I bought Julia Child’s memoir My Life in France a couple years ago on a whim. I read a few pages, felt bored, and didn’t pick it up again until last month. You know that saying about finding a spouse? “The right thing at the wrong time is the wrong thing.” I tell people that all the time. Well, it’s true for books, too. There’s a right time in each of our lives for certain books. Two years ago was the wrong time for me to read My Life in France. Two weeks ago was the right time.
In all the whirlwind of packing and finishing work and moving, this book was a small escape for me. I would sit for 20 minutes or so and feel like I was having coffee with a very pleasant, older aunt who was telling me all about the grand adventures of her life. It didn’t hurt that it takes place mainly in France, with vivid imagery of the foods and sights and smells of their homes in Paris and Provence.
But about halfway through the book, I realized I was completely inspired by Julia Child. She was in her mid-thirties when she moved to France with her still-new husband Paul, and she had been floating around the world doing government clerical work since college. Paul was an accomplished artist and had an interesting PR job in Paris organizing visual arts exhibits for the U.S. But Julia wasn’t sure what to do with herself, and let her passion for French food lead her to what became not only a personal calling, but a profession that changed home cooking in America.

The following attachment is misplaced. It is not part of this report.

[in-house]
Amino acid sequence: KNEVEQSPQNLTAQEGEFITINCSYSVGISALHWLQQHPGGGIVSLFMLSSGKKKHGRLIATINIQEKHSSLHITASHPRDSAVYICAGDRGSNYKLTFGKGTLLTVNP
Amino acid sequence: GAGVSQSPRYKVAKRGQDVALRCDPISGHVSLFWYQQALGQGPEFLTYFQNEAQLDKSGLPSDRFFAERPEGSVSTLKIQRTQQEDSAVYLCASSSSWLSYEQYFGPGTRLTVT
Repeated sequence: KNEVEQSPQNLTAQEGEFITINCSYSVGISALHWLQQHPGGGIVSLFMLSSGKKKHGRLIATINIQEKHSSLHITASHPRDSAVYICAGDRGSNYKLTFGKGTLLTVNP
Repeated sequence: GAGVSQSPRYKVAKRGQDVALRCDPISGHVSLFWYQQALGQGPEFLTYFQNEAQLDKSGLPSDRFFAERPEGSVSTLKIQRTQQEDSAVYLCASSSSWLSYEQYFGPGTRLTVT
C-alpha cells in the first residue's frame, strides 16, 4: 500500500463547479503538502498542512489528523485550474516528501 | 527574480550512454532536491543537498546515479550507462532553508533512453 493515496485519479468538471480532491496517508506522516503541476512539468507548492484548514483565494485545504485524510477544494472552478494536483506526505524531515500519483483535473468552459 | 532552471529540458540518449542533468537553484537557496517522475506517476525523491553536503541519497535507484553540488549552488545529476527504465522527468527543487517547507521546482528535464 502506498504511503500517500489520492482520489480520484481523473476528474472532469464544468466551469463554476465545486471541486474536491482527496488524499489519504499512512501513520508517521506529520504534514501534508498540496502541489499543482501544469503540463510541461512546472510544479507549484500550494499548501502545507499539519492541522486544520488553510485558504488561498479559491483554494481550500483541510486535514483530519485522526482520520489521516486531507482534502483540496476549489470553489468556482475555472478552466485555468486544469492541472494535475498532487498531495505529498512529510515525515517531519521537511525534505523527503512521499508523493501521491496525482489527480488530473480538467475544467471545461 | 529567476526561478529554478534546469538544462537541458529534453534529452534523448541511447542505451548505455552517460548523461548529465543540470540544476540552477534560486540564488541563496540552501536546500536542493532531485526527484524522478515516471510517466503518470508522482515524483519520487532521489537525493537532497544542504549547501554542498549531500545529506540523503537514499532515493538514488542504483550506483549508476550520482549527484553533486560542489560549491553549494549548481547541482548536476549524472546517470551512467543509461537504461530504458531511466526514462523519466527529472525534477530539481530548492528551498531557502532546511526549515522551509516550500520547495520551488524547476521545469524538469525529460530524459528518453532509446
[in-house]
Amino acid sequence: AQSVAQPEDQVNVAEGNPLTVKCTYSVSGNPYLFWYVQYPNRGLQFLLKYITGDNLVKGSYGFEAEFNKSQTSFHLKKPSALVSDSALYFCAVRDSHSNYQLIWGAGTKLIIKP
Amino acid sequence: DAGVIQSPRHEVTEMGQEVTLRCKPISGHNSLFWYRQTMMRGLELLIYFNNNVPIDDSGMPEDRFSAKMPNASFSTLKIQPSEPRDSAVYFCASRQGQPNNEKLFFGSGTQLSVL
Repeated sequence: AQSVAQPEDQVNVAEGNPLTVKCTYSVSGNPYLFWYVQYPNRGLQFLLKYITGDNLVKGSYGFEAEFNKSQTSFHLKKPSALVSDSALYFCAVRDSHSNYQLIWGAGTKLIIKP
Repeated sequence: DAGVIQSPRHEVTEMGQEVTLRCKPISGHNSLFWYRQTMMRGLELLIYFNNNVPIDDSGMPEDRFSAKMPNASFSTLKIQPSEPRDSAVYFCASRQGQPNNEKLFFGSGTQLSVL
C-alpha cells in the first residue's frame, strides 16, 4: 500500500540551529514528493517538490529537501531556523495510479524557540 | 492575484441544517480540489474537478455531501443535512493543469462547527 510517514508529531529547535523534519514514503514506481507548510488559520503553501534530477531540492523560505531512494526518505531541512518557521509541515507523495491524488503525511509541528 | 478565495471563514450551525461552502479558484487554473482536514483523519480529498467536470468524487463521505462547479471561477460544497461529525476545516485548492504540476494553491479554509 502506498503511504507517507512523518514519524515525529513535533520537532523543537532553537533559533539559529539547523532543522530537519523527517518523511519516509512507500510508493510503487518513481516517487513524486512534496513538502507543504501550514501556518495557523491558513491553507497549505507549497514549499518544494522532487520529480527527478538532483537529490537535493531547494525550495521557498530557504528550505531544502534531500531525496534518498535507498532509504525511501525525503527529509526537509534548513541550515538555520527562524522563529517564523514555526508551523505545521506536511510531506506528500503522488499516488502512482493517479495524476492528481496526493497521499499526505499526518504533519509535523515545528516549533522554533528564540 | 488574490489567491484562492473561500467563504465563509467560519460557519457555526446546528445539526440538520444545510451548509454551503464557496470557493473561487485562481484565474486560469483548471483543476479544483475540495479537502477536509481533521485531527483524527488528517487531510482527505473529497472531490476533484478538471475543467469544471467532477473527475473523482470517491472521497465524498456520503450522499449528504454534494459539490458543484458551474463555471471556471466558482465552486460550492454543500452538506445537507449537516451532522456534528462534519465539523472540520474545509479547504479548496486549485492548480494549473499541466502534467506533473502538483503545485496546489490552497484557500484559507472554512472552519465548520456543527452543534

As I get devastatingly close to my thirtieth birthday (less than a month!!), I’ve been thinking about how I’ve wandered through my twenties. When I started this blog (at the tender age of 22) and included the Tolkien quote “Not all who wander are lost” as its tagline, I was thinking more of my restless desire to travel the world. Recently I wondered if I need to change my tagline, but I realized it still applies. I’m still wandering. I meandered through my twenties, working hard but on many different types of things—missions work, a master’s degree, a new marriage, and my first year as a high school teacher.
It’s hard, though, not to feel that I not only wandered in my twenties, but that I squandered my twenties. I still have little sense of where exactly I want to go, career-wise, in life. I have no idea what my calling is, if everyone even gets one. But then I see how Julia Child wandered, too. She ended up finding something she was so incredibly passionate about that nothing was too much work, too much trouble. She was so often in that “flow” state of being, that some say is the secret to happiness. She lost herself in her work in the best way possible, whether it was teaching a cooking class, experimenting with recipes, or writing Mastering the Art of French Cooking. She didn’t find her vocation or calling until her mid-thirties, and then she had 50 years to grow in it!
It’s hard not to feel like 30 is the mid-life marker, even though I know my life expectancy is much higher than 60. But it feels that way all the same. I hope once I’ve crossed over, and gotten behind that curtain of 30, I will see the world open up to me more than I imagined or anticipated. Thanks Julia Child, for giving me that hope.